Edinburgh Fringe Interview: Rarely Asked Questions – Steve N Allen: Page 2 of 2

Edinburgh Fringe Interview: Rarely Asked Questions – Steve N Allen

6. What do your parents think of your job?


I come from a long line of miners so they were happy that I don't have a job lifting rock for a living. My father has dementia now and one thing he remembers about me is that, as he puts it, I tell dirty jokes on TV. He says it with such a smile that I think he's happy about it.


7. What’s the worst thing about being a comedian?


The driving. It's several hours on the road to do one hour on stage. I read Malcolm Gladwell's Outliers where he explains the 10,000-hour rule. That means years before I become a passable stand-up comedian I would have become a great taxi driver.


8. I think you are very good at what you do (that’s why I’m asking these questions). What do you think of you?


I'm OK. I spend a lot of my time and energy doing things to make people laugh or entertain them, and that's not a bad thing to be putting out into the universe.


I don't watch back my own work much or listen back to my radio comedy. I suppose it's because I've heard my jokes before. That's why I really enjoy the moments on stage where you're nowhere near the script, just reacting to the moment because than whatever I saw is new to me too.


9. How much do you earn and how much would you like to earn?


I get by. The bills get paid and once a year that self-assessment bill crops up and I go back to having to use up loyalty card points to eat.


If I could double it or maybe treble it I'd be a very happy comedian. If I could multiply it by ten you'd probably never hear from me again.


10. How important is luck in terms of career success – have you had lucky breaks?


It's hugely important. It's shocking how being funny isn't the best indicator of success. We all know of loads of acts who are great but they never get the breaks.


I suppose it's because there are loads of funny people wanting to fill the gaps, so the thing that lets some succeed where others don't must be some random chance.


I've had luck. We made the first pilot for The Mash Report back in 2014 and the TV channels weren't interested. The, as luck would have it, Trump got elected and Brexit happened, as those things helped relaunch my career. Lucky, eh?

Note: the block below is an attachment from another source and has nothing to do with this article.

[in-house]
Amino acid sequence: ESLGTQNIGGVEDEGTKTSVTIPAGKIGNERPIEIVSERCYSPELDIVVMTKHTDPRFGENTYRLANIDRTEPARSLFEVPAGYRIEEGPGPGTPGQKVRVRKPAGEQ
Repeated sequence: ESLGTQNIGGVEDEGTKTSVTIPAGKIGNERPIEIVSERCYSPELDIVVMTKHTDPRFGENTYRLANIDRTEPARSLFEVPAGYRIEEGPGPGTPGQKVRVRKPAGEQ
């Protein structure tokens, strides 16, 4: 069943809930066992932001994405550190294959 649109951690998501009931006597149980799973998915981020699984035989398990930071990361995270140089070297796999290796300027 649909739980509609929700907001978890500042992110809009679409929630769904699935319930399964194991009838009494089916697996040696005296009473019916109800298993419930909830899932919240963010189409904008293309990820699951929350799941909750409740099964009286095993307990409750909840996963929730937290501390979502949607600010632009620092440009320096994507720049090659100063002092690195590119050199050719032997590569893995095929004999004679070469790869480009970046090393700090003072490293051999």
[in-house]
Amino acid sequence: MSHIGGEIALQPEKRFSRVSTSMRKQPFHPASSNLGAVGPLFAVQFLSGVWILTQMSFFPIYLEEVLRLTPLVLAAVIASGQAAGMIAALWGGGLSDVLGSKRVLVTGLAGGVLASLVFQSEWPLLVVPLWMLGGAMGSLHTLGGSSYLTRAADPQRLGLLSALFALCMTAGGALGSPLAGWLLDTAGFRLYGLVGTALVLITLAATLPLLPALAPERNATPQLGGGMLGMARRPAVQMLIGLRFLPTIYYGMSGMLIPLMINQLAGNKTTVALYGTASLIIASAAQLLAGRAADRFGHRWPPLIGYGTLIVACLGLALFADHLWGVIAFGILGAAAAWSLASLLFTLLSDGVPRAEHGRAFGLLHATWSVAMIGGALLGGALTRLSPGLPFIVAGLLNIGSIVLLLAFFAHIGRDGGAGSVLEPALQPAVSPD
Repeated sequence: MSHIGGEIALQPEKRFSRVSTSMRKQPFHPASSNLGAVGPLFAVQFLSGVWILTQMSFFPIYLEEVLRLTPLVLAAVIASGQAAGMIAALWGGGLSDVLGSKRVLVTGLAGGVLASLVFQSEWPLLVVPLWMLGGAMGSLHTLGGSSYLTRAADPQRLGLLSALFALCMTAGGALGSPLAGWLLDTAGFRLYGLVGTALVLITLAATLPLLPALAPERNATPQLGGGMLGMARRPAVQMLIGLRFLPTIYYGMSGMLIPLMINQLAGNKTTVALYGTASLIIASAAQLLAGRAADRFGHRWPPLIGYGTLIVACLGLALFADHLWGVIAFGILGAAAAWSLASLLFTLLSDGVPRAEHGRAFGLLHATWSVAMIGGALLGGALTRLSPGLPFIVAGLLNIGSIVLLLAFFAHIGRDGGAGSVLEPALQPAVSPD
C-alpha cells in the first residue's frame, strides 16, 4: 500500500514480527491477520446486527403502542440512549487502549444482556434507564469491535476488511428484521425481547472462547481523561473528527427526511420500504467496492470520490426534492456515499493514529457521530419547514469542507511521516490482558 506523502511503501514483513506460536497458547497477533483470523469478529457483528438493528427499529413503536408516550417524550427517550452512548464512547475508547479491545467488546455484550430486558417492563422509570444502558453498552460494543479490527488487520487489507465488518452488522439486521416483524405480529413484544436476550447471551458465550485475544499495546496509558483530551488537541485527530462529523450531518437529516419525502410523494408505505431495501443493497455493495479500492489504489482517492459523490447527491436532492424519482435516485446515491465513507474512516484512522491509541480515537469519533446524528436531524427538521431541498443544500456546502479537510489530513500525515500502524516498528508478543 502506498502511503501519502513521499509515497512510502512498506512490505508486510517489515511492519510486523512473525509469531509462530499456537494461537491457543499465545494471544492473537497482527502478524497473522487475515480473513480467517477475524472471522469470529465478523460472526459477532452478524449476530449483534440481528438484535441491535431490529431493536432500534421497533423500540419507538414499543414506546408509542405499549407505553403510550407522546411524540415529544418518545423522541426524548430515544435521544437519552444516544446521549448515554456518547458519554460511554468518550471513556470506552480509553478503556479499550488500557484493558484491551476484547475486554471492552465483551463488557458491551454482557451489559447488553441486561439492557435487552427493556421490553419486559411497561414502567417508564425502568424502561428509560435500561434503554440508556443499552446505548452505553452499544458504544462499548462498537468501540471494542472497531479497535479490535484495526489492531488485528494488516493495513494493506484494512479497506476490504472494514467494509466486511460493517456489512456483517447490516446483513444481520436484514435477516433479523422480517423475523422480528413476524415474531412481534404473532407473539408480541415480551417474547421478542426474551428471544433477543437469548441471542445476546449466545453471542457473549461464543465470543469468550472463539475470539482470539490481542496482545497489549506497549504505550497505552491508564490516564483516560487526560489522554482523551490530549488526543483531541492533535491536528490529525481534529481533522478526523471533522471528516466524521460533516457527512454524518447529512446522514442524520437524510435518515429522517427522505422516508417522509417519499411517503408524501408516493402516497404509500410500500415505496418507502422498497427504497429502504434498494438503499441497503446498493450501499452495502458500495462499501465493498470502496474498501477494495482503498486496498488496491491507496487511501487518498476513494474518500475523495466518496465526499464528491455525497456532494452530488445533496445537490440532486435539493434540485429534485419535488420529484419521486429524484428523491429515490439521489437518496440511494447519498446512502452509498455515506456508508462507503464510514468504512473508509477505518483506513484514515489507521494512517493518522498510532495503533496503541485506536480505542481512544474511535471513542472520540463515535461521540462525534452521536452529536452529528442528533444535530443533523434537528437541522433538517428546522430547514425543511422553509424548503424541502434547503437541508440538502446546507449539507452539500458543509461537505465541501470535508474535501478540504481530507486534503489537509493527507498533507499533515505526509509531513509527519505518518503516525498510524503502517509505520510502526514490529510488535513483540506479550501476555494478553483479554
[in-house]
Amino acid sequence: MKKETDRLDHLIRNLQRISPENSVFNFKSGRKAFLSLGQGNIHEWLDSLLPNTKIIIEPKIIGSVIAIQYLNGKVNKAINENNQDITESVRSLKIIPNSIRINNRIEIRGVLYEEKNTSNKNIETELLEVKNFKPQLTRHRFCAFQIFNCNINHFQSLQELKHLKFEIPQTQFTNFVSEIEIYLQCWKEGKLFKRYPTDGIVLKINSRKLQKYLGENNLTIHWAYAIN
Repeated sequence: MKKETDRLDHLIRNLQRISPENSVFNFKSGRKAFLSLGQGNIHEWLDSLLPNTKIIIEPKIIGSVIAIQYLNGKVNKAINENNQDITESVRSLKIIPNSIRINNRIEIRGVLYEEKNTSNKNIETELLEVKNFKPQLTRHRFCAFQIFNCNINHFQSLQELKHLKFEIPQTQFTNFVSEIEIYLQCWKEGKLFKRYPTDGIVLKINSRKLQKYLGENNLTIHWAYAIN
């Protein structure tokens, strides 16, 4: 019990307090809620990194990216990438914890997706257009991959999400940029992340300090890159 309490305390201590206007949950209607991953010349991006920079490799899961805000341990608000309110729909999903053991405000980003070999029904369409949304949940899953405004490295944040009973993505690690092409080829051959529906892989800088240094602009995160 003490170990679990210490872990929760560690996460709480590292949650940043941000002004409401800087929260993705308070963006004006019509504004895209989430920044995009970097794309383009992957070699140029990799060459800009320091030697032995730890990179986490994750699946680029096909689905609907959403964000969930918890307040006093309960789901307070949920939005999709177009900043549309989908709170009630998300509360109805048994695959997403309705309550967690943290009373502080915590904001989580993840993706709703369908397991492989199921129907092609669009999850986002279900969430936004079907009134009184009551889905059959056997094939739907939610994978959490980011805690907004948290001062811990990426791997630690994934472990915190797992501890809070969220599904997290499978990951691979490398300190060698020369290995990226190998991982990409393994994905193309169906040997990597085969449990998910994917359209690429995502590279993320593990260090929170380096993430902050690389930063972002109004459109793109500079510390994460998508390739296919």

11. Alan Davies has said that comedians fall into two categories - golfers and self-harmers. The former just get on with life, the latter are tortured artists. Which are you – or do you think you fit into a third category?


I'm the second. I see it in myself, where I can spend so long replaying gigs in my head. The good news is, a few weeks after most gigs, I know exactly what I should have done. It's a shame the audience aren't there in my head to see it.


It's in my nature to worry and obsess. Plus, I can't play golf, so it would be a waste if I were one of those happy comedians.


12. Who is your favourite person ever and why – not including family or friends or other comedians?


It's probably my music teacher from when I was doing A-levels. I know that sounds like I'm going to turn into one of those musical acts, don't worry, I can't sing.


Other than all of the music stuff he taught me I got the lesson that it's OK to find your own path. Other people will try to tell you what you should do, what you should like. They're not always doing it for bad reasons, but ultimately you have to do what's good for you.


13. Do you keep your drawers tidy and if not why not? (please think long and hard about this question, it's to settle an argument with my girlfriend. The future of our relationship could depend on your response).


So tidy. My obsessive nature means I like things to be symmetrical. At university we were taught group theory which basically meant I learned even more symmetry to be obsessed with. So I like things neat and ordered. I also watched a lot of Marie Kondo on Netflix so now I hardly own anything, which makes it easy to be neat. (He says, sat in a room that looks so bare I could probably file a crime report.)

Picture credit: Zeppotron


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